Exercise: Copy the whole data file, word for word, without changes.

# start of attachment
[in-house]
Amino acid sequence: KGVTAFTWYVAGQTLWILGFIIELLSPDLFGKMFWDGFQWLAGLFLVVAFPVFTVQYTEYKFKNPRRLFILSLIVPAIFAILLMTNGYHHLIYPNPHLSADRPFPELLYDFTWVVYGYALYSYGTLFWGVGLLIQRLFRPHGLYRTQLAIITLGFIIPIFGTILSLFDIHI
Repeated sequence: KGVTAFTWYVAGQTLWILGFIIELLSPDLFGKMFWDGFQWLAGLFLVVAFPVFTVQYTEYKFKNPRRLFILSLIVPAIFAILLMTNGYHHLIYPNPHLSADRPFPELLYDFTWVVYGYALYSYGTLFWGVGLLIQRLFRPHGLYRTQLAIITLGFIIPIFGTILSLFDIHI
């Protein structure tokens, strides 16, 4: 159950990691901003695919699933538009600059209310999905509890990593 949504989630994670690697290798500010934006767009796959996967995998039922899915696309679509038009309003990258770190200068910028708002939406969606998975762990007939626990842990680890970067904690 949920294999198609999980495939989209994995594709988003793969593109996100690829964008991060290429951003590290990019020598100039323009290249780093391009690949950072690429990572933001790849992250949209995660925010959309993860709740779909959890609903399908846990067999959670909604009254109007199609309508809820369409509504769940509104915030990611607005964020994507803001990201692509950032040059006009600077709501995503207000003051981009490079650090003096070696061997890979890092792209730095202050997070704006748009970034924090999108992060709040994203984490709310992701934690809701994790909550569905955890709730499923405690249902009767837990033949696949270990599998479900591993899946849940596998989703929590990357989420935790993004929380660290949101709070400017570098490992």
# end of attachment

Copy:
[in-house]
Amino acid sequence: KGVTAFTWYVAGQTLWILGFIIELLSPDLFGKMFWDGFQWLAGLFLVVAFPVFTVQYTEYKFKNPRRLFILSLIVPAIFAILLMTNGYHHLIYPNPHLSADRPFPELLYDFTWVVYGYALYSYGTLFWGVGLLIQRLFRPHGLYRTQLAIITLGFIIPIFGTILSLFDIHI
Repeated sequence: KGVTAFTWYVAGQTLWILGFIIELLSPDLFGKMFWDGFQWLAGLFLVVAFPVFTVQYTEYKFKNPRRLFILSLIVPAIFAILLMTNGYHHLIYPNPHLSADRPFPELLYDFTWVVYGYALYSYGTLFWGVGLLIQRLFRPHGLYRTQLAIITLGFIIPIFGTILSLFDIHI
């Protein structure tokens, strides 16, 4: 159950990691901003695919699933538009600059209310999905509890990593 949504989630994670690697290798500010934006767009796959996967995998039922899915696309679509038009309003990258770190200068910028708002939406969606998975762990007939626990842990680890970067904690 949920294999198609999980495939989209994995594709988003793969593109996100690829964008991060290429951003590290990019020598100039323009290249780093391009690949950072690429990572933001790849992250949209995660925010959309993860709740779909959890609903399908846990067999959670909604009254109007199609309508809820369409509504769940509104915030990611607005964020994507803001990201692509950032040059006009600077709501995503207000003051981009490079650090003096070696061997890979890092792209730095202050997070704006748009970034924090999108992060709040994203984490709310992701934690809701994790909550569905955890709730499923405690249902009767837990033949696949270990599998479900591993899946849940596998989703929590990357989420935790993004929380660290949101709070400017570098490992």